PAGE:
Once the child is a bit more comfortable with what the pieces do and how to place them...take a step back and have them begin planning a level.  Have them take a piece of paper and begin writing out what they want to do in this next level.  Add simple elements like how long is the timer?  What thrown weapons will the player have?  Will there be enemies in the many?  Which of the construction pieces will you focus on using. (As an additional challenge have them pick only 3 types to build a level from...this gives a look into the constraints often found in Level Design.)

Now have them begin to draw out what the level will look like.  This can be a simple two dimensional drawing that shows basic shapes and how they stack together.  This will force them to think about it's construction before building begins and gives a glimpse into how real levels are created in game development.  They should then show this drawing and writing to someone and explain to them what they are trying to accomplish.

Now is where their first true game development experience will happen...because odds are that something on these written documents is not going to work.  This is where they need to understand that making games is often about making a plan and then being able to make adjustments as frustrations come up.  Depending on your child, they may want to go back and alter the writings when they find something didn't work.  My son would get very frustrated and I need to work closely with him to understand why that piece won't sit on another, etc.

Once the level is completed, have them focus on what is fun about the level and what might be frustrating.  What could they do to make it better?  Did this level give you any ideas for creating something entirely new?  The more they work with the level editor and focus on creating unique gameplay experiences, the more fun they will have.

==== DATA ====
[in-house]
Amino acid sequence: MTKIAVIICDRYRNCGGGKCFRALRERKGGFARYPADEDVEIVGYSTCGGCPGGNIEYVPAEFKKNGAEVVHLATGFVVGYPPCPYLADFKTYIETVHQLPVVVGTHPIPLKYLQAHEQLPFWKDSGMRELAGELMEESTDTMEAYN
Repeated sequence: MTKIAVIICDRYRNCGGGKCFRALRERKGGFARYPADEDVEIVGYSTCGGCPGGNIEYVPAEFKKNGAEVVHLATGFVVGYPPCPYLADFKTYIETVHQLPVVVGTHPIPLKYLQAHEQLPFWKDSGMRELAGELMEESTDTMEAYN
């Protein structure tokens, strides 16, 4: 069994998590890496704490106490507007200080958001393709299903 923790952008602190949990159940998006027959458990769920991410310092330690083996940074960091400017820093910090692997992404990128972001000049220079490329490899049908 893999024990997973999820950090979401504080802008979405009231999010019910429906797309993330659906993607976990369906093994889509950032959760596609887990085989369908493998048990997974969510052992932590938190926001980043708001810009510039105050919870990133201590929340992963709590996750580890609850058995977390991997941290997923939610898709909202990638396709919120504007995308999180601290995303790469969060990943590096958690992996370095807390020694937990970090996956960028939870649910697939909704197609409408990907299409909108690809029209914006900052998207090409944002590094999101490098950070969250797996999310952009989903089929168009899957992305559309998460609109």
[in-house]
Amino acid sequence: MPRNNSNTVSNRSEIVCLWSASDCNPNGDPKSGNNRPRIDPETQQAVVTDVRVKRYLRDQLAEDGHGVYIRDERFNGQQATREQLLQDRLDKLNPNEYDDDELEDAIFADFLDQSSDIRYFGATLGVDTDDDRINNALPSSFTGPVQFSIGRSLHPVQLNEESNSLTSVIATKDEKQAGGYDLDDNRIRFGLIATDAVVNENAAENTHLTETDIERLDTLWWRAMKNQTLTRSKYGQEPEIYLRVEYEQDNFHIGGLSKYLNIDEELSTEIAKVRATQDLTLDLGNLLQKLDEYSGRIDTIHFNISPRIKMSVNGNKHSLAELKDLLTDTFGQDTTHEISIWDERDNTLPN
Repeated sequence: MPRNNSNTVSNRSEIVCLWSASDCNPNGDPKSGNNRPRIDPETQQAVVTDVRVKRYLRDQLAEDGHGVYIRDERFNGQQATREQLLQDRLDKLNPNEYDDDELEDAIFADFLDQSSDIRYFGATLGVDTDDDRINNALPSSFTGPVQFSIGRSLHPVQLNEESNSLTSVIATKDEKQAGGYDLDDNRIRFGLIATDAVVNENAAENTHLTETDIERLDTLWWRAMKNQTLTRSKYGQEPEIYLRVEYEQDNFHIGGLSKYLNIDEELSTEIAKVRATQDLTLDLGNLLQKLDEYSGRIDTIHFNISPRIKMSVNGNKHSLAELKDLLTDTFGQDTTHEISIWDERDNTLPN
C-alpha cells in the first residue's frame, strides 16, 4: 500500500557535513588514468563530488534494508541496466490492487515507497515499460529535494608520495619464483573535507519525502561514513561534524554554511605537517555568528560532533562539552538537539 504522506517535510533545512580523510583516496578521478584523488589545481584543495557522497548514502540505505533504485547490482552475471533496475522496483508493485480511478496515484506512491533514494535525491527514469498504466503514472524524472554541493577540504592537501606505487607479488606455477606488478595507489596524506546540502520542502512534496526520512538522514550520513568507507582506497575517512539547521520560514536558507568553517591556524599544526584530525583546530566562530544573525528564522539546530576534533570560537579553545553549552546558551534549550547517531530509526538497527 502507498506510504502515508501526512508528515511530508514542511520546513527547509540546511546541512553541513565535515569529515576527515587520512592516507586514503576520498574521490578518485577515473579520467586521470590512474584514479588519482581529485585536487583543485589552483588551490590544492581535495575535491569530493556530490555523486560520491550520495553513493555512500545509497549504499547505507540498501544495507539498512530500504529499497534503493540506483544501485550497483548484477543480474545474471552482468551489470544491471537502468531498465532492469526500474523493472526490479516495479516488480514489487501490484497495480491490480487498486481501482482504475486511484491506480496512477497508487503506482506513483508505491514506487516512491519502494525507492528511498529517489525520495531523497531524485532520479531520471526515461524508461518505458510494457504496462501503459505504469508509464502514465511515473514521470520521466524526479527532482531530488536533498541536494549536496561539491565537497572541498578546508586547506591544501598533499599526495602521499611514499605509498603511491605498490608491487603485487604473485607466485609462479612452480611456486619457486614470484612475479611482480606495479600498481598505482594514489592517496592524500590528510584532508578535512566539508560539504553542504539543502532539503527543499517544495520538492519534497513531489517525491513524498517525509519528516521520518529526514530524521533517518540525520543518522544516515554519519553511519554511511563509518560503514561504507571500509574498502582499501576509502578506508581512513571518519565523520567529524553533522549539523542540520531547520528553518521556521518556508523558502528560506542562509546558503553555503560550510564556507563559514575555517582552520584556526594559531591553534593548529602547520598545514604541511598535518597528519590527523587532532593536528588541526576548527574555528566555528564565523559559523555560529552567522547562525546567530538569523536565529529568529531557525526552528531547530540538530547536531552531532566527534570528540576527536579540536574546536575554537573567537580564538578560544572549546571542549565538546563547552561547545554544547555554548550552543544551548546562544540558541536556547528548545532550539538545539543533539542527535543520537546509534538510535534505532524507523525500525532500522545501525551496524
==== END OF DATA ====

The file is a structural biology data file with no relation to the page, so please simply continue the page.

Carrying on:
LittleBigPlanet - Game of the Year Edition Playstation 3

Once the child has mastered what is available in Boom Blox, I would recommend moving them to Little Big Planet on the Playstation 3.  This is a much more complex system to use but there are some great tutorials out there and it's almost limitless in what a child can create with it.  Have them first focus on creating a duplication of a level they have played so they get a feel of how the elements work together.  After that, the sky is the limit.

I know there is a lot of info here, but hopefully this gives parents trying to get their young children going a place to start.  Feel free to ask questions here or on twitter and I'll do my best to help :)

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2 Responses so far.

  1. LM says:

    Boardgame rebuilds are also good practice especially for system design.

    Play some board or card games that the kid likes and start to talk about the rules... which ones they like, what the rules do. Propose trying to play the game with a new rule, or with removing a rule.

    If this starts to click, talk about what parts of the game you could try changing. If the child wants to try more complicated rules changes, work with the child to write down all of the new rules so that you can talk about them later. You can use small toys, legos, or pieces of dowel rod to serve as new game pieces if needed. Or use paper to draw a new board to get back to the building/layout side of things.

    In my experience, some kids get incredibly into this but it doesn't click for others. Probably developmentally best for slightly older kids. This is something that I did a lot from ~5th grade onward.

  2. Macrobid says:

    I am interested in game designing.Tell me the basics reqired to start.